This year December is treating Rome very well indeed. It has been largely dry, as warm as one can hope for, and the rich blue sky sets everything off wonderfully.
On Monday I took myself off to the Palatine Hill for a wander amid the ruins in the winter sun to keep track of the never-ending restoration/shoring up work which is constantly underway. This means that the areas one can visit with clients are always changing, and I live in fear of that embarrassing moment where one promises a gem only to find a fence bearing the legend lavori in corso uncompromisingly blocking the way.
Despite these complications the Palatine is always lovely, and more than large enough for the work not to impinge on your visit. Even in the treacherous heat of July, when the area around the Colosseum is heaving with uncomfortable but valiant visitors, it is an oasis of calm. It is often all but deserted, full of trees which are both picturesque and shady, and abundantly provided with cool drinking fountains. Not to mention the least unpleasant loo of the whole Colosseum/Forum/Palatine archeological site.
The tallest of the seven hills on which Rome was founded, the Palatine can be said to be the very heart of the city. It was here, legend tells us, that Romulus founded Rome on the 21st April, 753 BC. Which is a splendidly specific date for a legend.
Over seven hundred years later it was here that Augustus would build his, initially fairly modest, residence, exploiting geography to cement his role as the new Romulus. What had, during the Republic, been the smart part of town would become the Imperial residence. Indeed the very name of the hill would become synonymous with a royal seat, giving us the word palace.
Following Augustus, subsequent emperors would continue the expansion of the imperial palace, until it occupied all twenty-five acres of the hill. When the western Roman Empire collapsed five hundred years after Augustus, the opulent decoration of the state halls and courtyards, once richly adorned with gilded bronze statuary and with coloured marbles and granites from the the far reaches of the Empire, began to be looted.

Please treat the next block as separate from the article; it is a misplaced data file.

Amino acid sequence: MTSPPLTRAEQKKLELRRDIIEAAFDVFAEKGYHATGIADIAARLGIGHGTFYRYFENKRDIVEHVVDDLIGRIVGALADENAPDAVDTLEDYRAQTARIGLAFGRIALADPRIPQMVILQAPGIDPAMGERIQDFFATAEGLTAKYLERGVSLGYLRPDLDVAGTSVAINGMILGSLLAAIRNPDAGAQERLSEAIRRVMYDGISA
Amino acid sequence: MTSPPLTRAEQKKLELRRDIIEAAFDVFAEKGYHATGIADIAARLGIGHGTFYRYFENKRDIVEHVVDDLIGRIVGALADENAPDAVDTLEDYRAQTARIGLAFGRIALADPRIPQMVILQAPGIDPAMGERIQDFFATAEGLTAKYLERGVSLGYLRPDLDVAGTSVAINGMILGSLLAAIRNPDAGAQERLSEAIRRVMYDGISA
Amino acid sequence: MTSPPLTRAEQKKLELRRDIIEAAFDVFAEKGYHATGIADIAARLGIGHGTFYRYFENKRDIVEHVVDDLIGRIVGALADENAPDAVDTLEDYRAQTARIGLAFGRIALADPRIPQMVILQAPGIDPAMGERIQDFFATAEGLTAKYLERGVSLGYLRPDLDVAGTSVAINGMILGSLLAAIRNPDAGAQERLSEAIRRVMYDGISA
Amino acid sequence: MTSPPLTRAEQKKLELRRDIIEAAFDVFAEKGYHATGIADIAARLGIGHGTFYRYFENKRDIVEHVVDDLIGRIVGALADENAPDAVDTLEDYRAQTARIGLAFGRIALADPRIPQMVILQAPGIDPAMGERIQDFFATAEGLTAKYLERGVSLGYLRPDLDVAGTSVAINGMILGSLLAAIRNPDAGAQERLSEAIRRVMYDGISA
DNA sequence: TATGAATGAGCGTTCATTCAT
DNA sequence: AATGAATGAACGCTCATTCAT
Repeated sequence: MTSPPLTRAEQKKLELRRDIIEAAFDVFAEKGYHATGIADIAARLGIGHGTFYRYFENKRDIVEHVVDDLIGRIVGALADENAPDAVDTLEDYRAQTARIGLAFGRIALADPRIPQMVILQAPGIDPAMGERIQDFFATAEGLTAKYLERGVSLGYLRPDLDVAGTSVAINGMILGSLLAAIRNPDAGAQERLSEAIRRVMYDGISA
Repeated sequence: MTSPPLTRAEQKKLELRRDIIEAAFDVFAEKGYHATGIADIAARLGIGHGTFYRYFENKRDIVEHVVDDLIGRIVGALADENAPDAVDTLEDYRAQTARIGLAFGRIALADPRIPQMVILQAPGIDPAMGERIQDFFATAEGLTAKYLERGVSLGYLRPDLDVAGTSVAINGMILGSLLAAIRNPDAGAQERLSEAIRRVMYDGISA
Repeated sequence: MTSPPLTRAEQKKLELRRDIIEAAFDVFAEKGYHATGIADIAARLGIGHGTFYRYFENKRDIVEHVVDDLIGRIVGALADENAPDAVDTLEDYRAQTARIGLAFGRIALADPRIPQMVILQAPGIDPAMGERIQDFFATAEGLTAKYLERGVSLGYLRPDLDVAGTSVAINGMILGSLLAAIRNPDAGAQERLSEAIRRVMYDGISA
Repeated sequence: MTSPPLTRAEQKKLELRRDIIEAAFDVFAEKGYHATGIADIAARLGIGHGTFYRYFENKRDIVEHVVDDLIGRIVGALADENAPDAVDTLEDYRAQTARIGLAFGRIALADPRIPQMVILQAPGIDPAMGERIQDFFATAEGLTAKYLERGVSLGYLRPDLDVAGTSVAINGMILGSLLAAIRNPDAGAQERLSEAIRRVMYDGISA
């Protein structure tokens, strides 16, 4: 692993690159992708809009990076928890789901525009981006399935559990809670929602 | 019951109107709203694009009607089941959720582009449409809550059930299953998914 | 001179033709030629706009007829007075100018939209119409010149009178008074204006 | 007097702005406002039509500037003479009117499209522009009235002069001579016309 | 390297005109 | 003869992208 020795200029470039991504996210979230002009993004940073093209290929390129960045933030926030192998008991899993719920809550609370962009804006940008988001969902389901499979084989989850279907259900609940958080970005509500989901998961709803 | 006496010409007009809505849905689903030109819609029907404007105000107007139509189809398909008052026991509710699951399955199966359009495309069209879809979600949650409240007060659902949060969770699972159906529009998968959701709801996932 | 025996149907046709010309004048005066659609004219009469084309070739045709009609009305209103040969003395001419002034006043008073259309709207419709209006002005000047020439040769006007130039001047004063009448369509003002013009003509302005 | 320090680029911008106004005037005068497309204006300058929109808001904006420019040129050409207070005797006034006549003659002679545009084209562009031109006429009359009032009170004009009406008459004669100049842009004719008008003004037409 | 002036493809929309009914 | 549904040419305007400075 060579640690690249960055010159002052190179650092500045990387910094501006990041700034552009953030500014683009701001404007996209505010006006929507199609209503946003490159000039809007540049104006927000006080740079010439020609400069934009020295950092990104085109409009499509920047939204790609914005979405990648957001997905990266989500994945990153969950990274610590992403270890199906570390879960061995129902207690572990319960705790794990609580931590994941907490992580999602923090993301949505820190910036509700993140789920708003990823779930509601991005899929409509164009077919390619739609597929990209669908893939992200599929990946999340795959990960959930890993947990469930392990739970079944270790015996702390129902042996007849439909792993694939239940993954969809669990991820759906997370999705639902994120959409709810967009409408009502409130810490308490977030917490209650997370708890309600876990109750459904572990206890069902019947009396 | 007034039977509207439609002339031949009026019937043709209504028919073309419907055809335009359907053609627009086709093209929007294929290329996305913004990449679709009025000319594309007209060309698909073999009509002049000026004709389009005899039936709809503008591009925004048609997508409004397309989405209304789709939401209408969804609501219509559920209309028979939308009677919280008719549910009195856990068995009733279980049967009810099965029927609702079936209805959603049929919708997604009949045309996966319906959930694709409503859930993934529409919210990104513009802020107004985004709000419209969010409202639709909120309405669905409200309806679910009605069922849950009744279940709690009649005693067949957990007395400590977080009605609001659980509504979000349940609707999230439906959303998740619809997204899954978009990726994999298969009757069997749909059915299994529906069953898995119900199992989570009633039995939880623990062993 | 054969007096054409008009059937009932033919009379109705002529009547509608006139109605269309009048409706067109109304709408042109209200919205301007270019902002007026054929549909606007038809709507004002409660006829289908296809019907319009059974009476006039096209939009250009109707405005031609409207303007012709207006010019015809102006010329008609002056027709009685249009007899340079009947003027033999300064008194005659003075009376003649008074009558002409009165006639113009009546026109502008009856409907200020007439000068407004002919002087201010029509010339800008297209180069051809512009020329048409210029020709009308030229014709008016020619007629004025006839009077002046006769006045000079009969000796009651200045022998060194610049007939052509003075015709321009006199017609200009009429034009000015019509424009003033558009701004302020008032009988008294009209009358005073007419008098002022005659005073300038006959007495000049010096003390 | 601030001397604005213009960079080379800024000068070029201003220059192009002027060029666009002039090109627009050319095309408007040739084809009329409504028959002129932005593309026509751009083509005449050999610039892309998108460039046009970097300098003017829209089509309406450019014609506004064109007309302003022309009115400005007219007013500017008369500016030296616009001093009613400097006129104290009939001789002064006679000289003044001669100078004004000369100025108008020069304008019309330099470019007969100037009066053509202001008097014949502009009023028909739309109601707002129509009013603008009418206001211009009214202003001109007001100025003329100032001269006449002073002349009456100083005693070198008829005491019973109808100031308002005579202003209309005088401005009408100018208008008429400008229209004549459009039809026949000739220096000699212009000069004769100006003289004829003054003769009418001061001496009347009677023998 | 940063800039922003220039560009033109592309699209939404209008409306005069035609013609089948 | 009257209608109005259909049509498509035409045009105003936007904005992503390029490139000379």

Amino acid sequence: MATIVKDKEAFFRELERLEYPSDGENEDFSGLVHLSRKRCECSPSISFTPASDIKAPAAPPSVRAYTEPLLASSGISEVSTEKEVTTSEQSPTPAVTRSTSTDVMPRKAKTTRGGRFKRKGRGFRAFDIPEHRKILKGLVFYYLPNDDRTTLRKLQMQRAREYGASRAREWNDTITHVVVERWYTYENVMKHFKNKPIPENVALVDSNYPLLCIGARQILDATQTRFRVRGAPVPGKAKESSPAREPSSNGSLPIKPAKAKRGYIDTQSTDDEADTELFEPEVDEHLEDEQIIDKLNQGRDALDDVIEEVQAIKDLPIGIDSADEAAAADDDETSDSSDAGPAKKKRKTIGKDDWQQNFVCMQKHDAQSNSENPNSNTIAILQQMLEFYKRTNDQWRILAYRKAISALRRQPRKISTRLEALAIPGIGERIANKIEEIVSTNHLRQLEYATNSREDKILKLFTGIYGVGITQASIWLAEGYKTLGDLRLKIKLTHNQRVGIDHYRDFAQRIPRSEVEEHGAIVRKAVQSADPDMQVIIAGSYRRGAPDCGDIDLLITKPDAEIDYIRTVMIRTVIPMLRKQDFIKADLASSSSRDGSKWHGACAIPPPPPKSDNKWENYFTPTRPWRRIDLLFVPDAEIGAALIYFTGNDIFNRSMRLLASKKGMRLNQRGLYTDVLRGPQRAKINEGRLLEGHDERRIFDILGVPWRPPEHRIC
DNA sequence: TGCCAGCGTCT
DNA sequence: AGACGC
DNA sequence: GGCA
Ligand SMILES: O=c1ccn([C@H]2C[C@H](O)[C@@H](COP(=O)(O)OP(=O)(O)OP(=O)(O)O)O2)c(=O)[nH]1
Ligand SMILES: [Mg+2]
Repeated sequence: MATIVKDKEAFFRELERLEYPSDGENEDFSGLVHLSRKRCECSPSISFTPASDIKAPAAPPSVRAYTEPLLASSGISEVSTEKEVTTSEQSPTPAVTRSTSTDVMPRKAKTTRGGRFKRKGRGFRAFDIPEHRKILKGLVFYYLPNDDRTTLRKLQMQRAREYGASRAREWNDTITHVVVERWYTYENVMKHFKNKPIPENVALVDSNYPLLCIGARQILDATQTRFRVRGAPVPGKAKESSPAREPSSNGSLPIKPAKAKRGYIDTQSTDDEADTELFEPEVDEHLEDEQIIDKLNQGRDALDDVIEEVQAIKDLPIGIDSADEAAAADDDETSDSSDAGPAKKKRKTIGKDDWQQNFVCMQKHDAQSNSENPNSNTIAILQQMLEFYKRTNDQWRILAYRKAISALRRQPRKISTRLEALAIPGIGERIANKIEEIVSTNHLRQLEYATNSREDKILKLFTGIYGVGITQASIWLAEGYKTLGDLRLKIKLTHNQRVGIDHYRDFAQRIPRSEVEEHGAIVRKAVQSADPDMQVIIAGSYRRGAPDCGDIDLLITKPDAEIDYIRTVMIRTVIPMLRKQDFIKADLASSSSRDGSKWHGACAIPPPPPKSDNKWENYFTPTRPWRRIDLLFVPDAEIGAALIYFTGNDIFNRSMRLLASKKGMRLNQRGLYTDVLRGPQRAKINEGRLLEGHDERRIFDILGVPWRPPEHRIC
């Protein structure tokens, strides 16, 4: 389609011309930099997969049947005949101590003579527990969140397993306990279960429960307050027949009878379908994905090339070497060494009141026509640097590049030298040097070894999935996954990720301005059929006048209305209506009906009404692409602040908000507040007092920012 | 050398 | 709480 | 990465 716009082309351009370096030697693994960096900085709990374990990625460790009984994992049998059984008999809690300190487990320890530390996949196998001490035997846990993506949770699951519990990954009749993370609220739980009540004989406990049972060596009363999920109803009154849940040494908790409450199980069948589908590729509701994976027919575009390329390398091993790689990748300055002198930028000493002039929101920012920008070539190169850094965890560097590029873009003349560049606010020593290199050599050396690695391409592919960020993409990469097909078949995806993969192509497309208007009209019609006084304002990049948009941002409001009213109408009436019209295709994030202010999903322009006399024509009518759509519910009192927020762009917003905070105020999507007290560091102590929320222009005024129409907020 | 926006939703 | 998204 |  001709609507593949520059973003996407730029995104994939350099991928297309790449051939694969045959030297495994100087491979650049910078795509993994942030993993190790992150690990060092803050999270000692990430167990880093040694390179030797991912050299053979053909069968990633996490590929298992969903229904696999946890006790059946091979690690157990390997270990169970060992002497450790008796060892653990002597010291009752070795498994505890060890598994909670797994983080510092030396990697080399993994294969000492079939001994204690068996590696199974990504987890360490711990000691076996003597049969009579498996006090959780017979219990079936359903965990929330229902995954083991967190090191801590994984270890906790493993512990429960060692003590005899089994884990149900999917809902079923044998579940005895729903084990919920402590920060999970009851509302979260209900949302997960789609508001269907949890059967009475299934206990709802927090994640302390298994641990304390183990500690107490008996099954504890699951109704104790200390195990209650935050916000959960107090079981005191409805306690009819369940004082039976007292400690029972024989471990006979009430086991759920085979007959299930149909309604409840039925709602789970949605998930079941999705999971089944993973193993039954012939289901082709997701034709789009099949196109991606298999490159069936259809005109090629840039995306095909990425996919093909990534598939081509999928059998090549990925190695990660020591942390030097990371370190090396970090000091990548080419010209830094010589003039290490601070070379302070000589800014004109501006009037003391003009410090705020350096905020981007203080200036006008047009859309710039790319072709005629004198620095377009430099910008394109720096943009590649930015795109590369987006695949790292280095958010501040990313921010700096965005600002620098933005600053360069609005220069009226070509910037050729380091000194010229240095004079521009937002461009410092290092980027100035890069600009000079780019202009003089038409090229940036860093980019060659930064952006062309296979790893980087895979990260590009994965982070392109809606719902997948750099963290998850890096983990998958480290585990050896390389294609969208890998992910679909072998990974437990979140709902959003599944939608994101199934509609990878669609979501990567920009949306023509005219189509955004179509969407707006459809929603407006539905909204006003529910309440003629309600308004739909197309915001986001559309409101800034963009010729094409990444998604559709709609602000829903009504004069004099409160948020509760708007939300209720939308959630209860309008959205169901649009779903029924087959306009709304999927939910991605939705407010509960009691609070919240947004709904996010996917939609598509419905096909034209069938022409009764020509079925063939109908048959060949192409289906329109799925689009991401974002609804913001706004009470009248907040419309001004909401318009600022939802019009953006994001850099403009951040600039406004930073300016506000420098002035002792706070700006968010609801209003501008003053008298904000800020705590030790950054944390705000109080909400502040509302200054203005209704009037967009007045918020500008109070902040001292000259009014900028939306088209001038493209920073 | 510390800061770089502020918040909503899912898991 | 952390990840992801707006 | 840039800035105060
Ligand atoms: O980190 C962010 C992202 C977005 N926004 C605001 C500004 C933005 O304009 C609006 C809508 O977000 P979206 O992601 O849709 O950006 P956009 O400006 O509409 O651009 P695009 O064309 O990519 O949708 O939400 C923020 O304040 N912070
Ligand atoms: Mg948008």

The once vast population of the city, a million people at the time of Augustus, would by the year 800 (three-hundred years after the last emperor was deposed) number barely twenty-thousand souls. The hill which had once been the seat of an empire which governed from the Atlantic to Iraq would become the very edge of the medieval city, and a series of fortified monasteries, built against the walls of the Imperial palace grew up on the hill.
Its history and its position towards the Lateran saw it retain a political and military significance throughout the early Middle Ages. However, following the return of the papacy from Avignon in the early 1400s, and the subsequent and definitive establishment of the papal residence across the river at the Vatican, the Palatine was all but abandoned; little more than a quarry for spare parts.
Today the Palatine affords a rather poetic view across to the dome of St Peter’s; the dome of the church rising in the distance is framed by the ruins of the Imperial palace in the foreground. That was built from this; the city of the emperors quite literally became the city of the popes.
The Palatine Hill is part of my Heart of Ancient Rome itinerary.
via di San Gregorio
8.30am until c.1 hour before sunset (exact opening times here)
Personally the Palatine impressed me the most during my 2 days visit to Rome. What is astonishing it is its mystery. We see absolutely monumental ruins, arches – relics of power which ruled the world and we do not know in so many cases what are we looking at. For exampe -ascending the hill we pass by the huge structure which is believed a part of a collapsed to the basement cellars sanctuary, dedicated to unknown god. The reason of this lost knowledge what exactly stod at this or that place is well described by the Author. The precise location and names of the structures was forgotten with the radical depopulation of the Eternal Town. Of course the archeologists every year give us clues and new explanations, but this is a work for generations. But, why not ? It is so pittoresque and impressive location to work….